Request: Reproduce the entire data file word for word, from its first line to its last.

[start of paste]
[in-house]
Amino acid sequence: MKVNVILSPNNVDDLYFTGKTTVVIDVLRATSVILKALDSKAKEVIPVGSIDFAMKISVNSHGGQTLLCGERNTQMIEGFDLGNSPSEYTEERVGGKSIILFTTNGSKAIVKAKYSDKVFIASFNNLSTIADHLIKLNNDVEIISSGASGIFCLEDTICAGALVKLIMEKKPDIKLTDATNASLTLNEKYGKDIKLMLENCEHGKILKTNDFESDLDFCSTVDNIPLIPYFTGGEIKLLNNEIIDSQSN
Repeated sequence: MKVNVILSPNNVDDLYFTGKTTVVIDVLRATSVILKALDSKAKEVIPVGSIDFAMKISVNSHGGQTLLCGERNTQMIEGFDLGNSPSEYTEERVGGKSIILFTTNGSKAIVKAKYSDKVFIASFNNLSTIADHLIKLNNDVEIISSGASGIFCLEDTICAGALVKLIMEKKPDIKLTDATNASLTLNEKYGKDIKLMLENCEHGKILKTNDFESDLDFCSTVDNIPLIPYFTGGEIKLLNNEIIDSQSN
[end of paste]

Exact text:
[in-house]
Amino acid sequence: MKVNVILSPNNVDDLYFTGKTTVVIDVLRATSVILKALDSKAKEVIPVGSIDFAMKISVNSHGGQTLLCGERNTQMIEGFDLGNSPSEYTEERVGGKSIILFTTNGSKAIVKAKYSDKVFIASFNNLSTIADHLIKLNNDVEIISSGASGIFCLEDTICAGALVKLIMEKKPDIKLTDATNASLTLNEKYGKDIKLMLENCEHGKILKTNDFESDLDFCSTVDNIPLIPYFTGGEIKLLNNEIIDSQSN
Repeated sequence: MKVNVILSPNNVDDLYFTGKTTVVIDVLRATSVILKALDSKAKEVIPVGSIDFAMKISVNSHGGQTLLCGERNTQMIEGFDLGNSPSEYTEERVGGKSIILFTTNGSKAIVKAKYSDKVFIASFNNLSTIADHLIKLNNDVEIISSGASGIFCLEDTICAGALVKLIMEKKPDIKLTDATNASLTLNEKYGKDIKLMLENCEHGKILKTNDFESDLDFCSTVDNIPLIPYFTGGEIKLLNNEIIDSQSN